PGA Tour & LIV Golf At Odds Over Saudi Ties In Subpoenas In Antitrust Case

The extent to which the PGA Tour’s legal battle with LIV Golf is about Saudi Arabia plays a starring role in new court filings.

On Nov. 22, attorneys representing the Public Investment Fund of the Kingdom of Saudi Arabia (PIF) and its governor, Yasir Othman Al-Rumayyan, moved to quash PGA Tour subpoenas that would require Al-Rumayyan to testify at depositions and to turn over sensitive documents.

The PGA Tour, PIF charges, intends to “burden” Al-Rumayyan with “unnecessary” requests as part of an effort to frame the dispute as more about the Saudi Arabian government than two golf leagues.

Related: PGA Tour Countersues LIV Golf In Escalating Antitrust Saga

Much of PIF’s argument before California federal judge Beth Lasbon Freeman is based on the Foreign Sovereign Immunities Act (FSIA). This federal law generally makes foreign governments and leaders immune from lawsuits in U.S. courts. However, under FSIA’s “commercial activity” exception, a government and leader can face trial if a lawsuit is based on their regular course of commercial conduct and if there is a sufficient connection between that conduct and the U.S.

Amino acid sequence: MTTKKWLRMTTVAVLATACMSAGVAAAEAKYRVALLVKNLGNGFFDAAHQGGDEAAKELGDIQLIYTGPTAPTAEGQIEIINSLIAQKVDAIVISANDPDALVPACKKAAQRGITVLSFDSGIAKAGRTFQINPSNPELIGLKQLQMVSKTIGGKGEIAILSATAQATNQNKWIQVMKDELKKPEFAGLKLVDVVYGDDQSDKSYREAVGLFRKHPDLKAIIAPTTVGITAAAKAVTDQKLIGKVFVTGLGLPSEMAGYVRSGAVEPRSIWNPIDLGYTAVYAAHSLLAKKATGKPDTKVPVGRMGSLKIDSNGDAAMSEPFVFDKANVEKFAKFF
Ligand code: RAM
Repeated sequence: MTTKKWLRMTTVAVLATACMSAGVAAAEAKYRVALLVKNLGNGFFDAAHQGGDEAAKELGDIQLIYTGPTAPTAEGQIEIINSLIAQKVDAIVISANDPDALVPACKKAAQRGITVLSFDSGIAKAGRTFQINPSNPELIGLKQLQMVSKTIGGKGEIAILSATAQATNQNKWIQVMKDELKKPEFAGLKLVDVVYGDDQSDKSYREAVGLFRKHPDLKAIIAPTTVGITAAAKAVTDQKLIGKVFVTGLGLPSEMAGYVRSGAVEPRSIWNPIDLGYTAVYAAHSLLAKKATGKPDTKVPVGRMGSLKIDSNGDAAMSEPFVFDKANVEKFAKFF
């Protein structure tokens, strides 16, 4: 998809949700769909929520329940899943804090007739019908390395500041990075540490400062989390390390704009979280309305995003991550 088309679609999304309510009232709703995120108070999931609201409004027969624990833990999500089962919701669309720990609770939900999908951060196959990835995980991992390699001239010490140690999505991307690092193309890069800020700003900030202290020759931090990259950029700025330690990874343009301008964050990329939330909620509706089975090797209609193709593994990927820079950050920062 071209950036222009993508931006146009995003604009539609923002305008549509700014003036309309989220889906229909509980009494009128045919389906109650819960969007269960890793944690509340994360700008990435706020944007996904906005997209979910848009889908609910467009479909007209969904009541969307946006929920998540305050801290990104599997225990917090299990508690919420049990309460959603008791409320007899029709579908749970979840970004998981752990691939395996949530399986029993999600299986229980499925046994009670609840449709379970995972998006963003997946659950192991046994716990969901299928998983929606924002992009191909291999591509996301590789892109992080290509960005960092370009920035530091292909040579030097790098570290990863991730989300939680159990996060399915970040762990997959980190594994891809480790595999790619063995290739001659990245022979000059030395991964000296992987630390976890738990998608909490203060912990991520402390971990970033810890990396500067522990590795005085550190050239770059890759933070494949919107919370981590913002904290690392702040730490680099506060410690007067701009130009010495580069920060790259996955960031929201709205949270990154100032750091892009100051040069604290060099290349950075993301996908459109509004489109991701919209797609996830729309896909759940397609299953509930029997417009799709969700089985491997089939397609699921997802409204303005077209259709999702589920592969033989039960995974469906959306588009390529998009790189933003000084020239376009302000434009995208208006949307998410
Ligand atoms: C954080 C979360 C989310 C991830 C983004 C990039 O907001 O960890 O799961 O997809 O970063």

The PGA Tour maintains that PIF effectively controls LIV Golf and thus is subject to litigation and discovery requests. But PIF insists the commercial activity exception doesn’t apply because—as PIF attorneys tell it—the two leagues’ antitrust and contract claims have “nothing to do with PIF.”

To that end, PIF works hard to distinguish LIV from PIF, which was created by royal decree in 1971 to serve the public interest and promote “economic development in the Kingdom.” PIF objects to the tour’s use of the verb “control” since, PIF asserts, the fund doesn’t control LIV’s “day-to-day operations.” PIF admits that it recently opened an office in New York City but contends “the office has a skeletal crew and leases office space … PIF has no real estate or employees in the U.S.”